Author + information
- Received March 30, 2017
- Revision received June 19, 2017
- Accepted June 28, 2017
- Published online April 1, 2019.
- Serdar Farhan, MDa,
- Björn Redfors, MD, PhDb,
- Akiko Maehara, MDb,c,∗ (, )
- Thomas McAndrew, PhDb,
- Ori Ben-Yehuda, MDb,c,
- Bernard De Bruyne, MDd,
- Roxana Mehran, MDa,b,
- Gennaro Giustino, MDa,
- Ajay J. Kirtane, MD, SMb,c,
- Patrick W. Serruys, MD, PhDe,
- Gary S. Mintz, MDb and
- Gregg W. Stone, MDb,c
- aThe Zena and Michael A. Wiener Cardiovascular Institute, Icahn School of Medicine at Mount Sinai, New York, New York
- bClinical Trials Center, Cardiovascular Research Foundation, New York, New York
- cNewYork-Presbyterian Hospital/Columbia University Medical Center, New York, New York
- dThe Cardiovascular Center Aalst, Onze Lieve Vrouw Ziekenhuis, Aalst, Belgium
- eErasmus University Medical Center, Thoraxcenter, Rotterdam, the Netherlands
- ↵∗Address for correspondence:
Dr. Akiko Maehara, Cardiovascular Research Foundation/Columbia University Medical Center, 1700 Broadway, 9th Floor, New York, New York 10019.
Objectives The aim of this study was to investigate the impact of pre-diabetes (pre-DM) on coronary plaque characteristics and ischemic outcomes in patients with acute coronary syndromes (ACS).
Background Pre-DM (i.e., the early stages of glucometabolic disturbance) is common among patients with ACS, but the extent to which pre-DM influences coronary plaque characteristics and the risk for adverse ischemic events is unclear.
Methods In the PROSPECT (Providing Regional Observations to Study Predictors of Events in Coronary Tree) study, patients with ACS underwent quantitative coronary angiography, grayscale intravascular ultrasound, and radiofrequency intravascular ultrasound after successful percutaneous coronary intervention. Patients were divided into 3 groups according to their glucometabolic status, as defined by the American Diabetes Association: normal glucose metabolism (NGM), pre-DM, and diabetes mellitus (DM). These groups were compared with regard to coronary plaque characteristics and the risk for major adverse cardiac events (MACEs) (defined as cardiac death or arrest, myocardial infarction, or rehospitalization for unstable or progressive angina).
Results Among 547 patients, 162 (29.6%) had NGM, 202 (36.9%) had pre-DM, and 183 (33.4%) had DM. There were no significant differences between the groups with regard to intravascular ultrasound findings indicative of vulnerable plaques. Patients with DM had a higher crude rate of MACEs than those with pre-DM or NGM (25.9% vs. 16.3% and 16.1%; p = 0.03 and p = 0.02, respectively). In an adjusted Cox regression model using NGM as the reference group, DM (hazard ratio: 2.20; 95% confidence interval: 1.25 to 3.86; p = 0.006) but not pre-DM (hazard ratio: 1.29; 95% confidence interval: 0.71 to 2.33; p = 0.41) was associated with increased risk for MACEs.
Conclusions Impaired glucose metabolism is common among patients presenting with ACS. DM but not pre-DM is associated with an increased risk for MACEs. Thus, preventing patients from progressing from pre-DM to DM is important. (PROSPECT: An Imaging Study in Patients With Unstable Atherosclerotic Lesions; NCT00180466)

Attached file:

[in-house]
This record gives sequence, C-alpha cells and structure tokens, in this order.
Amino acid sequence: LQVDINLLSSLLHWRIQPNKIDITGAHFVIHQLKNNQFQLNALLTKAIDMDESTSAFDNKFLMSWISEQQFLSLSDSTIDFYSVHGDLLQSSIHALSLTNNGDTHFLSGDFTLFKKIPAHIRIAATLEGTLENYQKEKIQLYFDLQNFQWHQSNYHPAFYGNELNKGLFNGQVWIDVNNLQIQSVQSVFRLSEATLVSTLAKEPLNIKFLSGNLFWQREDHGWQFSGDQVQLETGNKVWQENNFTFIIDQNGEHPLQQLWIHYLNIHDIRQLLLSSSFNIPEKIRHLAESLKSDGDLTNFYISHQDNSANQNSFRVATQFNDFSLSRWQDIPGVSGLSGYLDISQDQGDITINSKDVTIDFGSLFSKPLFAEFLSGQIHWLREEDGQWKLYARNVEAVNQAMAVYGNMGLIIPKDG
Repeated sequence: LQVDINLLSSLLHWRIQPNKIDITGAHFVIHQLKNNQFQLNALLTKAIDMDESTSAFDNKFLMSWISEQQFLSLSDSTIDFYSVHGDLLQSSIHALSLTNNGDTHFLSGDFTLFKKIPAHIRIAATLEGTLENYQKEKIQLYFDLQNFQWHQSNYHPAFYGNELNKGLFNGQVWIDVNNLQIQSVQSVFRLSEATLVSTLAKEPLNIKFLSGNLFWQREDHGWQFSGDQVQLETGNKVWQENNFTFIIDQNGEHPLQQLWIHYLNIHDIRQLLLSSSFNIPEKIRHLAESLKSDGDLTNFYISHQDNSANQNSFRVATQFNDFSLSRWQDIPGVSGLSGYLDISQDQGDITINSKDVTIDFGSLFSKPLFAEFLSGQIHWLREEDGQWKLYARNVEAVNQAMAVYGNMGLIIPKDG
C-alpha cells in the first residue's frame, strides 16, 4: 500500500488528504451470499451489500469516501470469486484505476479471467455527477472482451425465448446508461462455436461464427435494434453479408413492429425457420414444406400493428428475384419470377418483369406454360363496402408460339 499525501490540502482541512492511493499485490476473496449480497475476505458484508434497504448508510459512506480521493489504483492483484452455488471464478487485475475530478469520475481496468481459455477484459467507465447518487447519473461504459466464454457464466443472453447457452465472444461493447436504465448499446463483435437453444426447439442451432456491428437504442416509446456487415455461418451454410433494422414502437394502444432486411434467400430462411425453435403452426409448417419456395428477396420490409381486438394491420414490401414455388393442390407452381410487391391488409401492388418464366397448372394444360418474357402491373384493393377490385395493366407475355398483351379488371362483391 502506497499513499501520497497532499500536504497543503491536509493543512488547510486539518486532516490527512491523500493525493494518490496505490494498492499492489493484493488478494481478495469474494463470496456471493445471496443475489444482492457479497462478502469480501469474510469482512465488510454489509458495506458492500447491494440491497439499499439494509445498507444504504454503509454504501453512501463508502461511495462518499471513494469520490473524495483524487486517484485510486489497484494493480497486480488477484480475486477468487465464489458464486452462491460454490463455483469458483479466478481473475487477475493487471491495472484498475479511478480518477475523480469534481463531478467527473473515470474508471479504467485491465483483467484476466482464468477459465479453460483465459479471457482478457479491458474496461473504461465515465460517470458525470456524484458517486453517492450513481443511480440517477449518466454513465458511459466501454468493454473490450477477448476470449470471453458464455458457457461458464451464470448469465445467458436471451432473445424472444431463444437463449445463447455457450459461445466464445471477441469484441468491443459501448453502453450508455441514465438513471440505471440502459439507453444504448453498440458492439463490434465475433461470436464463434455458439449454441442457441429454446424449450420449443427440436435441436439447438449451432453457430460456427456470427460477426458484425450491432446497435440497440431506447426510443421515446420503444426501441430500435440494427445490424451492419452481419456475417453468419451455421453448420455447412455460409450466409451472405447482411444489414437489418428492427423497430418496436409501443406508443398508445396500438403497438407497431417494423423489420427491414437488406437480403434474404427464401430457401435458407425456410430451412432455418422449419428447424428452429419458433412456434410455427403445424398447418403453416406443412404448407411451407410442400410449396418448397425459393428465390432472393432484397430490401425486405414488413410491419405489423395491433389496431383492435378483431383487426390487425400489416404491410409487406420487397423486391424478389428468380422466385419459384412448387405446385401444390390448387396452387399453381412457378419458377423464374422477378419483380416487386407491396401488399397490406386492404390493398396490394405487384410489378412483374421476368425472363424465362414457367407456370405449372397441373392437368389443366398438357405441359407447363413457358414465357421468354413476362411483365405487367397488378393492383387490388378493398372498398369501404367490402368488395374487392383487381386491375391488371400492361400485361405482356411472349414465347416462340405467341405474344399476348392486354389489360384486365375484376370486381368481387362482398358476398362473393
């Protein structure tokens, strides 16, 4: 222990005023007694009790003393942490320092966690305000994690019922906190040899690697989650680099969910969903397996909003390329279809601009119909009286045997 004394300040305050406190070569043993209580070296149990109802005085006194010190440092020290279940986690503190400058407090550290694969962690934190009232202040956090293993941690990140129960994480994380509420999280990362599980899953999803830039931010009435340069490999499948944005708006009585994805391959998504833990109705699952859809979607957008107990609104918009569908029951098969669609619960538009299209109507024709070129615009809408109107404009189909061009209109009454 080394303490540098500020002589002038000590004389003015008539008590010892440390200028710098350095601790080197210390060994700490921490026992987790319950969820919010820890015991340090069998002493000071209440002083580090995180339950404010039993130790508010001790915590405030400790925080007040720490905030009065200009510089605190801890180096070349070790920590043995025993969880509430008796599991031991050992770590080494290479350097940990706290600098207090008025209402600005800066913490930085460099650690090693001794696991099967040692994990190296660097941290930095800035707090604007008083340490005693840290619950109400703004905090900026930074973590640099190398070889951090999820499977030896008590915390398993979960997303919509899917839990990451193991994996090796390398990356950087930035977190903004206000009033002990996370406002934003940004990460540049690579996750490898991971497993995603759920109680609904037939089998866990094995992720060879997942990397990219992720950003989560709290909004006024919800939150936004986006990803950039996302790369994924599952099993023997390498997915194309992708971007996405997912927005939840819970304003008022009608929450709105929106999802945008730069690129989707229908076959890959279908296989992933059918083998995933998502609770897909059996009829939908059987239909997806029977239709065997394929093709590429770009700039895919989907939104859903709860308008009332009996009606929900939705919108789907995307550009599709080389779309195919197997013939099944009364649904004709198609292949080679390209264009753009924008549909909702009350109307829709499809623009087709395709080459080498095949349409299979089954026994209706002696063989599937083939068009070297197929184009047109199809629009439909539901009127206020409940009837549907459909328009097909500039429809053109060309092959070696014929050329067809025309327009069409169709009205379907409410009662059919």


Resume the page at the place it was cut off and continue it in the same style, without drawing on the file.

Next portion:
Dr. Maehara has received grant support from Boston Scientific and St. Jude Medical, is a consultant for Boston Scientific and OCT Medical Imaging, and has received speaking fees from St. Jude Medical. Dr. de Bruyne has received institutional grant support and consulting fees from St. Jude Medical. Dr. Mehran has received institutional research grant support from Eli Lilly/Daiichi Sankyo, Bristol-Myers Squibb, AstraZeneca, The Medicines Company, OrbusNeich, Bayer, CSL Behring, Abbott Laboratories, Watermark Research Partners, Novartis Pharmaceuticals, Medtronic, AUM Cardiovascular, and Beth Israel Deaconess Medical Center; is a member of executive committees for Janssen Pharmaceuticals and Osprey Medical; is a member of the data safety monitoring board of Watermark Research Partners; is a consultant for Medscape, The Medicines Company, Boston Scientific, Merck & Company, Cardiovascular Systems, Sanofi USA, Shanghai BraccoSine Pharmaceutical, and AstraZeneca; and holds equity in Claret Medical and Elixir Medical Corporation. Dr. Kirtane has received institutional research grants to Columbia University from Boston Scientific, Medtronic, Abbott Vascular, Abiomed, St. Jude Medical, Vascular Dynamics, and Eli Lilly. Dr. Serruys is a consultant for Abbott Laboratories, AstraZeneca Pharmaceuticals, Biotronik, Cardialysis, GLG Research, Medtronic, Sino Medical Sciences Technology, Tianjin China, Société Europa Digital & Publishing, Stentys France, Svelte Medical Systems, Volcano Europe, and Q3 Medical Devices. Dr. Mintz is a consultant for Boston Scientific and ACIST; has received fellowship and grant support from Volcano, Boston Scientific, and InfraReDx; and has received honoraria from Boston Scientific and ACIST. All other authors have reported that they have no relationships relevant to the contents of this paper to disclose. Drs. Farhan and Redfors contributed equally to this work. David Moliterno, MD, served as the Guest Editor for this paper.
- Received March 30, 2017.
- Revision received June 19, 2017.
- Accepted June 28, 2017.
- 2019 American College of Cardiology Foundation
This article requires a subscription or purchase to view the full text. If you are a subscriber or member, click Login or the Subscribe link (top menu above) to access this article.